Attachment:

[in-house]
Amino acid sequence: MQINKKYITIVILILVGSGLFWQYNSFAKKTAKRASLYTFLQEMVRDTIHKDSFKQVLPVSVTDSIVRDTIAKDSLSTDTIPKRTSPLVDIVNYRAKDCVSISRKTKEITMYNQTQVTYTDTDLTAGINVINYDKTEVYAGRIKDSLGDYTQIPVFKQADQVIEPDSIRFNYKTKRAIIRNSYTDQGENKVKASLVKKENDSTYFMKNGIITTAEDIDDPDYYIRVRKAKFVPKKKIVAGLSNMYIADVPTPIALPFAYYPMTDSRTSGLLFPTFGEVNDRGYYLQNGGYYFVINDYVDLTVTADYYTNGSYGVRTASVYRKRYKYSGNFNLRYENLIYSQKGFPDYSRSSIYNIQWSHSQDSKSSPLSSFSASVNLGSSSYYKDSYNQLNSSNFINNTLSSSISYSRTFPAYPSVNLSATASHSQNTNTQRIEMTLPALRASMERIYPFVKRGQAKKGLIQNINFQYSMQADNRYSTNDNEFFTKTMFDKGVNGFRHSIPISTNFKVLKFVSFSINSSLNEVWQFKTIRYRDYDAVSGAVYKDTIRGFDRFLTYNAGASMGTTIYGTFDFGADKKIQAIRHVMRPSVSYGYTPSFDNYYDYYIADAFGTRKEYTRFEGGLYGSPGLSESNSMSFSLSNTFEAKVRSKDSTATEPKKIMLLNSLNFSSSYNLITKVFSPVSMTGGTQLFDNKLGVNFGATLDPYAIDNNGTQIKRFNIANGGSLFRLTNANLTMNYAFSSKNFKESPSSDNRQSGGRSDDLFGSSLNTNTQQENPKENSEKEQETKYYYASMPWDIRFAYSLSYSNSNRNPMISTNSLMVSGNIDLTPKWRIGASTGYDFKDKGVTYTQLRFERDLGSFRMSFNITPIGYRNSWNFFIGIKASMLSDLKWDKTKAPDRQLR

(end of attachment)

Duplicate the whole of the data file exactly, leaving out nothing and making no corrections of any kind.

[in-house]
Amino acid sequence: MQINKKYITIVILILVGSGLFWQYNSFAKKTAKRASLYTFLQEMVRDTIHKDSFKQVLPVSVTDSIVRDTIAKDSLSTDTIPKRTSPLVDIVNYRAKDCVSISRKTKEITMYNQTQVTYTDTDLTAGINVINYDKTEVYAGRIKDSLGDYTQIPVFKQADQVIEPDSIRFNYKTKRAIIRNSYTDQGENKVKASLVKKENDSTYFMKNGIITTAEDIDDPDYYIRVRKAKFVPKKKIVAGLSNMYIADVPTPIALPFAYYPMTDSRTSGLLFPTFGEVNDRGYYLQNGGYYFVINDYVDLTVTADYYTNGSYGVRTASVYRKRYKYSGNFNLRYENLIYSQKGFPDYSRSSIYNIQWSHSQDSKSSPLSSFSASVNLGSSSYYKDSYNQLNSSNFINNTLSSSISYSRTFPAYPSVNLSATASHSQNTNTQRIEMTLPALRASMERIYPFVKRGQAKKGLIQNINFQYSMQADNRYSTNDNEFFTKTMFDKGVNGFRHSIPISTNFKVLKFVSFSINSSLNEVWQFKTIRYRDYDAVSGAVYKDTIRGFDRFLTYNAGASMGTTIYGTFDFGADKKIQAIRHVMRPSVSYGYTPSFDNYYDYYIADAFGTRKEYTRFEGGLYGSPGLSESNSMSFSLSNTFEAKVRSKDSTATEPKKIMLLNSLNFSSSYNLITKVFSPVSMTGGTQLFDNKLGVNFGATLDPYAIDNNGTQIKRFNIANGGSLFRLTNANLTMNYAFSSKNFKESPSSDNRQSGGRSDDLFGSSLNTNTQQENPKENSEKEQETKYYYASMPWDIRFAYSLSYSNSNRNPMISTNSLMVSGNIDLTPKWRIGASTGYDFKDKGVTYTQLRFERDLGSFRMSFNITPIGYRNSWNFFIGIKASMLSDLKWDKTKAPDRQLR